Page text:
Eh Tong (Chia Chu San) and his brother Che Ta (now deceased) grew up with us in Kampong Chekok, Chetok, Pasir Mas. Together with a few other friends we did many mischievous things typical of kampong kids. Eh Tong taught me the survival techniques when we go into the bushes to hunt for birds which we never manage to get using our catapults. More often untended unripe mangoes became the tagets of our catapult as they are not mobile and much bigger than birds. Unripe mangoes can be eaten there and then. Eh Tong taught us how to survive by eating root of tubers called sweet potatoes. Ahemm.. they are not the wild kind but planted by others. Off course taking a few tubers won't be noticed by the owner. Freshly dug young sweet potatoes are nice to eat even when eaten raw. Remove the skin first as freshly dug ones exudes whitish latex that maybe harmful.
When I grew older and was in form five, Ah Hoon (Quek Leng Hoon) whose family comes from Bukit Panau came to set up a bicycle repair shop in my Kampong Chekok in the mukim of Chetok. I must include the mukim as the name Chekok can be taken to be the Chekok in many other districts like Machang and Tumpat.
There was another family which Ah Hoon was close with. Due to my closeness with Ah Hoon, I became close with this family of the Kohs too. They asked me to give tuition to their children which I did almost everynight for whatever token sum they wanted to give me and I get to learn the Hokkien dialect and some Mandarin from them. Since whenever I go to their house, I haven't had dinner, they will invite me to have dinner with them so that it won't be too late for me to begin my tuition. My mum won't ne cooking dinner until after the isyak prayer. By the time dinner was ready, I would be so hungry that I couldn't concentrate on amything. I have no qualms about having dinner at the Koh's place knowing full well they won't serve me non halal food. So dinner at the Koh's house was a regular thing for me.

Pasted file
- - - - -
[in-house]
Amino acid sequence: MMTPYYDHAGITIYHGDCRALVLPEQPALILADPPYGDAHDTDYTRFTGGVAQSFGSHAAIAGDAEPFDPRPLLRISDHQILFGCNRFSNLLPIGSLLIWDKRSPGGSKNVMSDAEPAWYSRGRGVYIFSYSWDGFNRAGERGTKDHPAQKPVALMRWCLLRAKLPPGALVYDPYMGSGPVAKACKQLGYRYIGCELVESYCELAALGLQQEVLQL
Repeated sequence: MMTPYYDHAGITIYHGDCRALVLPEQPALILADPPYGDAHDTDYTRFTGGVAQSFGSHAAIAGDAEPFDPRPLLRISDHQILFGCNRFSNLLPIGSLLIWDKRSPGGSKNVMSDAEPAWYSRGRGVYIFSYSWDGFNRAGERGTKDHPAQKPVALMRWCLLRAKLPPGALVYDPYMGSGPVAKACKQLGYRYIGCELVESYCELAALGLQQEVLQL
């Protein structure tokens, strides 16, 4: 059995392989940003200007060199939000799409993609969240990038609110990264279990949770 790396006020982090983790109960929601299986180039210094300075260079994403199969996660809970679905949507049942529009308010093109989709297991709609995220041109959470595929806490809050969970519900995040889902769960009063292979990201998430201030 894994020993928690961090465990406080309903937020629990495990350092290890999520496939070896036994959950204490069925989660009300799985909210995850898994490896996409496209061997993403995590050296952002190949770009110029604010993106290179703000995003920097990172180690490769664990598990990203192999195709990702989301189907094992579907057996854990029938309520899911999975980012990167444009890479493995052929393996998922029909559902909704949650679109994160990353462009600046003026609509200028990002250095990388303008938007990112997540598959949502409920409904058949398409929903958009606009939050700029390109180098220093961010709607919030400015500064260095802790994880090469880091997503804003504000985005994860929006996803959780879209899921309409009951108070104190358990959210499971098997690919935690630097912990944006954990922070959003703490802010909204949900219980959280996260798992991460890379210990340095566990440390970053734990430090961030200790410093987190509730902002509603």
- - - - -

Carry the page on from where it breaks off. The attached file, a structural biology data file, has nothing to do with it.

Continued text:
Tuition was actually helping the children with their homework. So Koh Soh Tuan and her brother Koh Poh Seng was once tutored by me. Koh Soh Tuan became a teacher whose expertise is well sought by some schools to improve the standard of English among their pupils. Koh Poh Seng set up a motor workshop at home and is well sought too due to his ability to use new technologies in his work.
Recently my old classmate Lee Kew Pee feted his staff to a Chinese New year get together. He invited me and my spouse for the function.

The gracious hosts.
Lee Kew Pee with some of the early guests.

Closer to home, on their own initiatives a group of Chinese and some Malays they were making 'bubur asyura'. This is something only done by the Malay moslems in the moslem calendar month of Safar.

Making asyura at Ah Thiek's house in Kampong Kasa.